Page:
The Age of Participatory Medicine

1,670 views
1,610 views

Published on

Register for this complimentary webinar at http://marcrx.com/webinar.php

On Wednsday, September 28, at 12:00 PM (Central), M/A/R/C® Research and their medical services division, M/A/R/C® Rx, will highlight social media’s direct impact on outcomes surveillance and government regulation. They will share their industry experience and discuss why it is important for healthcare professionals to accurately understand and effectively implement social media.

Published in: Health & Medicine, Business
0 Comments
0 Likes
Statistics
Notes
  • Be the first to comment

  • Be the first to like this

No Downloads
Views
Total views
1,670
On SlideShare
0
From Embeds
0
Number of Embeds
1
Actions
Shares
0
Downloads
0
Comments
0
Likes
0
Embeds 0
No embeds

No notes for slide

The Age of Participatory Medicine

  1. 1. Participatory medicine: the rise of the e-patient<br />Presented by M/A/R/C Rx | 9/28/2011<br />
  2. 2. Today We Will Discuss…<br />How are social media and healthcare intertwined?<br />Examples of social media affecting healthcare<br />What direction is this new tool is trending towards?<br />Practical applications for professionals<br />
  3. 3. Presenters<br />Scott WallerVice President, Business Development<br />John ChenelerSenior Vice President of Medical Services<br />Randy WahlExecutive Vice President, Director of Advanced Analytics<br />Eric SwayneDirector, Social Analytics & Insights<br />
  4. 4. Who is M/A/R/C Rx?<br />Member of Omnicom (NYSE: OMC)<br />$11.5 billion market cap<br />$12 billion+ annual revenue<br />Subsidiary of M/A/R/C Research<br />45+ years in custom marketing research solutions<br />25+ years expertise in the pharma industry<br />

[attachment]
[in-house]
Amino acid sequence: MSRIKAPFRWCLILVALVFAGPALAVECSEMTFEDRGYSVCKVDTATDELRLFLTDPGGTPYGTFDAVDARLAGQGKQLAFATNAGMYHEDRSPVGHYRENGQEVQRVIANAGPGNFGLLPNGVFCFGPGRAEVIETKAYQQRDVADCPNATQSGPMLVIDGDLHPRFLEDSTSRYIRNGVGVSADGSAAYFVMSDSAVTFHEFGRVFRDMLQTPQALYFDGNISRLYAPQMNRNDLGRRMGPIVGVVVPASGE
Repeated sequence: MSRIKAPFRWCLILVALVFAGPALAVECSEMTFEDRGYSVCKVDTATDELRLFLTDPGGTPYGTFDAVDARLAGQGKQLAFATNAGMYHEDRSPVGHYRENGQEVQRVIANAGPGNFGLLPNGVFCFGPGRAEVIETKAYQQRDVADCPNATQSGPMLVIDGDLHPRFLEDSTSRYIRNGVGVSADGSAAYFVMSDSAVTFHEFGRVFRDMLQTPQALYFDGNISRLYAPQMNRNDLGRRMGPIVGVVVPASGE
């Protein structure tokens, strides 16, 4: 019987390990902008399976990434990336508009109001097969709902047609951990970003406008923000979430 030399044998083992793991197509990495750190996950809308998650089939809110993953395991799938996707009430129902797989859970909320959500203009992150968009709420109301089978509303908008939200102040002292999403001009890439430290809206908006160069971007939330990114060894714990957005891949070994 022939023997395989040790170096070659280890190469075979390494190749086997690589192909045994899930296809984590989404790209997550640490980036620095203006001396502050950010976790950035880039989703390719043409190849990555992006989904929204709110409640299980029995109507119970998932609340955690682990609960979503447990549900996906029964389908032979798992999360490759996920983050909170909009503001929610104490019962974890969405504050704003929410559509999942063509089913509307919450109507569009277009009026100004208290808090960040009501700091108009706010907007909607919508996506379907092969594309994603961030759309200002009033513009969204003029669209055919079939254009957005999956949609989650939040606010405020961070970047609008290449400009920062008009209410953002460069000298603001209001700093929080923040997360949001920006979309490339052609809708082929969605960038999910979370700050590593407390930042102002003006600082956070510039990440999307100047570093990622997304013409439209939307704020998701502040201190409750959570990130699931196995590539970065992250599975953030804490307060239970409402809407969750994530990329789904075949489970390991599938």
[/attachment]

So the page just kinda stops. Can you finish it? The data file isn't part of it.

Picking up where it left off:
5. 5. Services We Provide<br /><ul><li>Risk MAPS
  6. 6. Pain Management Surveillance
  7. 7. Patient Registry (s)
  8. 8. Outcomes Research and Health Records Monitoring
  9. 9. Forecasting – Formulary, OTC and DTC
  10. 10. Competitive identification and targeting
  11. 11. Market Sizing</li></ul>Social Media Monitoring<br />Verification/Adherence Programs<br />Risk Management<br />Safety Surveillance<br />Pharmacovigilance / Pharmacoepi studies<br />Personalized Medicine <br />Comparative Effective Research (CER)<br />REMS – Risk Evaluation & Mitigation Strategy<br />
  12. 12. Agenda<br />Poll Question<br />FAQs<br />Can I get a copy of today’s presentation?<br />Is today’s webinar being recorded?<br />Can I tweet about the event? #SocialHealth @SmartResearch<br />Discussions<br />State of Social Healthcare <br />Analytics of the New Social Media<br />Government Acceptance of Social Media<br />Elements of a Successful Program <br />Q&A<br />
  13. 13. The State of Socialfor Healthcare<br />
  14. 14. 4 Key Trends<br />Self-Expressed Patient Data<br />Disintermediation of Medical Personnel<br />Ubiquity of Adverse Event Knowledge<br />Government Acceptance of Social Data<br />
  15. 15. Self-Expressed Patient Data<br />
  16. 16. “Patient Data” Has Changed<br />Facebook’s data – 3,000x the size of the Library of Congress<br />On Twitter, every tweet has 35+ data elements <br />24 hours of video uploaded to YouTube every minute<br />2 billionsearches on LinkedIn<br />10<br />